Fort Devens Post Cemetery was established in 1939. It is situated along Patton Road and open to the public. Buried there are soldiers and their families from six of America’s wars.
Thirty (30) graves have been transferred from the original Camp Devens cemetery and ninety seven (97) graves have been transferred from several fort cemeteries in Boston Harbor. The cemetery also contains the graves of the many men as well as children who were victims of the influenza epidemic of 1917-1919, when fourteen thousand (14,000) were stricken. The cemetery also contains twenty two (22) German and Italian WWII prisoners of war who died in captivity.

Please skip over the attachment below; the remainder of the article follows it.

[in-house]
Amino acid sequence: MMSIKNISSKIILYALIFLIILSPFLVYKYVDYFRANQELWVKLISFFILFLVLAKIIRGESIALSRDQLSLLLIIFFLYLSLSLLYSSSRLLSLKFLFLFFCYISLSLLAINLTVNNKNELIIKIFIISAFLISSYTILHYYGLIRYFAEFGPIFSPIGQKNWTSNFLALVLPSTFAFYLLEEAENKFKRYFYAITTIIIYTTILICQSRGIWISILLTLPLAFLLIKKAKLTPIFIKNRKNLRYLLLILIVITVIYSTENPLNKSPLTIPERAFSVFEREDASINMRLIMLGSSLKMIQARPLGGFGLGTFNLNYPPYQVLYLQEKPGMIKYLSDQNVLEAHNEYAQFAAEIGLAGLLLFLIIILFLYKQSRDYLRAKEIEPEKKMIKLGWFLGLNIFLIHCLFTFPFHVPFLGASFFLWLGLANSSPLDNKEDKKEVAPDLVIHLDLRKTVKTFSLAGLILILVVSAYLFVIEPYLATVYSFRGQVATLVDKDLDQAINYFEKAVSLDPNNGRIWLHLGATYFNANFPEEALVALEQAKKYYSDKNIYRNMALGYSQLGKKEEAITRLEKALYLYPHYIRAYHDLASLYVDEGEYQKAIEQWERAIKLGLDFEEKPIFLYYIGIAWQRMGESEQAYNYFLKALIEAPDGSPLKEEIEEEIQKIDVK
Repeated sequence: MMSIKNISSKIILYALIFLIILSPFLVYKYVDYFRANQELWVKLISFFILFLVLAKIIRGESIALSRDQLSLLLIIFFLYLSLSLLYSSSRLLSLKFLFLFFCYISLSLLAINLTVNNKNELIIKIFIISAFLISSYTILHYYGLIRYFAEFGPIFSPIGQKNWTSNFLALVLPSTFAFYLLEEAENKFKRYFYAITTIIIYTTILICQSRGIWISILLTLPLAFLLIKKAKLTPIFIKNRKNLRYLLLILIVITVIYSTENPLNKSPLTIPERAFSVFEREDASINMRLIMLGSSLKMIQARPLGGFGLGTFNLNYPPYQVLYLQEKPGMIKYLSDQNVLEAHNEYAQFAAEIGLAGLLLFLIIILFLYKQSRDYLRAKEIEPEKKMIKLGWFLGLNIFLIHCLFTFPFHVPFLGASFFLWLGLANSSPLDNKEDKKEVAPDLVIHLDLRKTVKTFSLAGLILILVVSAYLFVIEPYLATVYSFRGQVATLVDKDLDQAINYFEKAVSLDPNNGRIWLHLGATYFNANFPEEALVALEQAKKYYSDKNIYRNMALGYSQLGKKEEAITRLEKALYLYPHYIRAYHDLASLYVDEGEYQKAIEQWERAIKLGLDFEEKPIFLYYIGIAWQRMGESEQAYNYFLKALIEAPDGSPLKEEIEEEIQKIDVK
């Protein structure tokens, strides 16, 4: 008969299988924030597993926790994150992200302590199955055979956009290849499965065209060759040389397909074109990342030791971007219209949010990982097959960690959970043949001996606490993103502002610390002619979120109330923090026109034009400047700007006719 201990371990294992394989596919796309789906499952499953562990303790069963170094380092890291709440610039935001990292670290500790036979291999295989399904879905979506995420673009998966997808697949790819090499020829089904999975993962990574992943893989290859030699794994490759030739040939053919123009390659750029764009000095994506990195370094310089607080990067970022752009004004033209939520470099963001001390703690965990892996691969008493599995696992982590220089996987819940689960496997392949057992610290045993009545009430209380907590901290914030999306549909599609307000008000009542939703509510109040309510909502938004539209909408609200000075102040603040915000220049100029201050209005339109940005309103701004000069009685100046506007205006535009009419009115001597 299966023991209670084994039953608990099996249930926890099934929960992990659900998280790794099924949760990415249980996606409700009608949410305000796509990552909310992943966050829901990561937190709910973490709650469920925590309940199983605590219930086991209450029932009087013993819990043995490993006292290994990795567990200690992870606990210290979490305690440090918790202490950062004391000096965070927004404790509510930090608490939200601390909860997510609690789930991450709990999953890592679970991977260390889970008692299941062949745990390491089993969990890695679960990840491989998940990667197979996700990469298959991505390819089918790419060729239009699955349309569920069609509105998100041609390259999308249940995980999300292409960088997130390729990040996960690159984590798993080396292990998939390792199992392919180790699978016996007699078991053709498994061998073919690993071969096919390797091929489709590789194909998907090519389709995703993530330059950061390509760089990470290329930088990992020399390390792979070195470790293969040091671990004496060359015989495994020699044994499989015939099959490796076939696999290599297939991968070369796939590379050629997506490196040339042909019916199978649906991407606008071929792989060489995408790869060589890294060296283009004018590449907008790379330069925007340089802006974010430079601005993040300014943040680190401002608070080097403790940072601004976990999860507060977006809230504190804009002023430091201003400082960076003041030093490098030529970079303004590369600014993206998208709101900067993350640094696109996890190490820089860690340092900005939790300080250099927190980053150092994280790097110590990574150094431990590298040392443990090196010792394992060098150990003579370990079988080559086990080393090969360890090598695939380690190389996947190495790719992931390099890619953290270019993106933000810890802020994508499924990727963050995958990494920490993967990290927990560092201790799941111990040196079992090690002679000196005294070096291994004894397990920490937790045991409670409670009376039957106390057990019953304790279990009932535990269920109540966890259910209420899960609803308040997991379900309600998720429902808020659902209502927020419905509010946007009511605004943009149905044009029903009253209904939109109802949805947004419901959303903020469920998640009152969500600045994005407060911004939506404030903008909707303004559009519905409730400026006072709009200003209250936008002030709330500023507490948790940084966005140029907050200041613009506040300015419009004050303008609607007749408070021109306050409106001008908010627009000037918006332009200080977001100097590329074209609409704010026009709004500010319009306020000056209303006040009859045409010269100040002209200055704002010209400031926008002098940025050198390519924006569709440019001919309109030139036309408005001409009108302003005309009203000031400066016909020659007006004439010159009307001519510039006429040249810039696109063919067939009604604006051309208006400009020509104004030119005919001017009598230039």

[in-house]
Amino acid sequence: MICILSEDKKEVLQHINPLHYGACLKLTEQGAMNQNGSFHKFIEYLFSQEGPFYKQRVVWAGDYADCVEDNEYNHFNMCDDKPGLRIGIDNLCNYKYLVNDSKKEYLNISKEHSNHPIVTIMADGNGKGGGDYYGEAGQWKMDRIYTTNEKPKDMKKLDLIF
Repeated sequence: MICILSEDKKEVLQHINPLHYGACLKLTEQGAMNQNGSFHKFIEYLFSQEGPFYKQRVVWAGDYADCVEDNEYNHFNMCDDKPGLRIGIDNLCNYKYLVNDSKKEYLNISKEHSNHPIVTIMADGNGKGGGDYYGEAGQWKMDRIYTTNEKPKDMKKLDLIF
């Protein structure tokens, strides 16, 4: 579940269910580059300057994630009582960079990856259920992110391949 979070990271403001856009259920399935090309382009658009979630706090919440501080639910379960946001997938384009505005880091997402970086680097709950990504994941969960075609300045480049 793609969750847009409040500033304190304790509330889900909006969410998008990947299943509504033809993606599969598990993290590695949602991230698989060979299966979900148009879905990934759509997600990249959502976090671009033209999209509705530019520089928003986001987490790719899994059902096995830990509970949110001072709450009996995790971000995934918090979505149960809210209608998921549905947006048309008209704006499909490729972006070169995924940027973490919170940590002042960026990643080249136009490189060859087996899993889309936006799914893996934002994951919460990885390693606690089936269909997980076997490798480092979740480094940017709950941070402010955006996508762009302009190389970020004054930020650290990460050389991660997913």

Every October, the Italian and German Consuls attend a memorial for their countrymen. Local lore has it that a Lady in Black haunts the cemetery at night – a forlorn woman whose loved one never returned from service.